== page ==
Ancient Crafts of the Cetinska Krajina Region
Apart from its rich history, culture, tradition and gastronomy, the Cetinska Krajina Region also abounds with unique and valuable pieces of work made by skilled craftsmen. The value of such crafts which nowadays have, unfortunately, been unstoppably sinking into oblivion, is not only in the making of everyday objects. Fairly more important is the fact that high-value knowledge and skills, cherished for centuries, were passed on from generation to generation through the crafts, to be enriched, perfected and developed among those younger, in this way creating both a family and a local tradition.
One of the most famous crafts (also in Europe) is certainly the making of tobacco pipes in the village of Zelovo, which are even today made using both the technique and the moulds of age-old craftsmen.
The most difficult part of the work includes the making of a two-piece mould from tin and lead. The first thing to do is to carve a wooden model, which is then decorated with various geometric patterns or illustrated by a human head. When there is a mould, a special type of clay is collected and then soaked in water so that small stones and other foreign material are removed from clay. The next day, when the clay has been soaked in water, it is hit by a mallet so that all clots of clay which are not wet enough are broken up. After that, a certain quantity of small balls is made from the thickened mass; formerly two thousand pieces, nowadays two hundred. Both sides of the mould are greased so that the material would not stick to its walls. A small ball of clay is inserted into the mould, which is then closed and put into the stega, a vice-like wooden tool. Pins are threaded through two holes on the mould in order to model the space for tobacco and for a small wooden pipe – kamiš. After the pins have been removed from the mould, the šilo, a wooden tool with a pointed end, is used to pierce a small channel between the space for tobacco and the one for the kamiš. At this point the pipe is ready for drying. The first thing to do is to leave it drying in a special stone vessel. Then all the unnecessary material coming out of the mould is removed from the pipe using a little knife. Pipes are finally collected and fired in a kiln through the night.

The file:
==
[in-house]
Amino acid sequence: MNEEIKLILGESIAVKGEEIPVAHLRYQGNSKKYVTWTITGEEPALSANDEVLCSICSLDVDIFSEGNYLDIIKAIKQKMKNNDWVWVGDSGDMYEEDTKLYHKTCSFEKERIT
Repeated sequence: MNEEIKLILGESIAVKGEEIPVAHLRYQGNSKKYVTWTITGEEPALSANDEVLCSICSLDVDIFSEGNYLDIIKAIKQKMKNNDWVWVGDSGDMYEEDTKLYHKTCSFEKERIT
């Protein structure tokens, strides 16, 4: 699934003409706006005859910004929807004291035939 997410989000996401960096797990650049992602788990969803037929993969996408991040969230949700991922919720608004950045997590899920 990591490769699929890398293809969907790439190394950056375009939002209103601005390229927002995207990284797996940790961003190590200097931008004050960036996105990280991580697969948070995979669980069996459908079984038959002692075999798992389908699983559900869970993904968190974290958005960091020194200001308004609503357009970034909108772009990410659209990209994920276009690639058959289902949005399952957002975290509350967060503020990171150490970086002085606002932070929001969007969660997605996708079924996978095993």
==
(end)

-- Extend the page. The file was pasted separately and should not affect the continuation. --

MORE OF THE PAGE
In addition to pipe making, craftsmen from Zelovo showed enviable knowledge of making wooden reeds, and they devoted themselves to the making of children's toys as early as the beginning of the 20th century. Wooden toys were handmade by men, and almost all examples are unique. The toys have characteristic features of the region from which they originated: they are painted delicate yellow with simple red and green streaks and dapples with a small number of geometric decorations. Typical motifs on the toys include little horses (one- and two-horse carriages), butterflies on sticks, planes, acrobats, reeds and hammers. The last family engaged in the making of wooden toys was the family of Jakov Delaš. His sons carried on the tradition but, unfortunately, due to lack of interest, there are only museum examples preserved.
Nearly all households in the village of Potravlje used to produce useful clay objects, including bakre (sg. bakra, traditional clay pot), peke, (sg. peka, bell), pots, small pots for storing food, jars for storing fat and honey, wine and oil containers, flower vases, children's moneyboxes. Having placed pieces of clay on the čekrk, a wooden potter's wheel, a potter would hand throw the clay on the wheel. Such products, made with great care, were famous for their quality and durability. These objects were mainly sold at fairs and at the derneci (sg. dernek, parish folk fête) at Sinj, Trilj, Split, Trogir, Kaštela, Solin, Omiš, Imotski, Makarska as well as on our islands – mostly during the tourist season.
Among other things, in the Cetinska Krajina Region flourished the making of different objects essential for everyday household and farming use as well as for use in other spheres of life.
In the villages of Gljev and Glavice the opanci oputari used to be made, and they were sold on Saturdays in the pazari (sg. pazar, marketplace) and at derneci. As there used to be many more donkeys than today, nearly all villages had their own craftsman who made the wooden samari (sg. samar, pack saddle). The village of Bitelić was famous for its blacksmiths who shod horses and made widely used various metal objects: latches, locks, hoes, axes, billhooks... Wooden barrels used to be made in the village of Čaporice. The Otok village near Sinj was famous for the making of the Cetina boat, Croatian Ministry of Culture intangible cultural heritage under protection. The boats were also made in the village of Bajagić but using a different technique.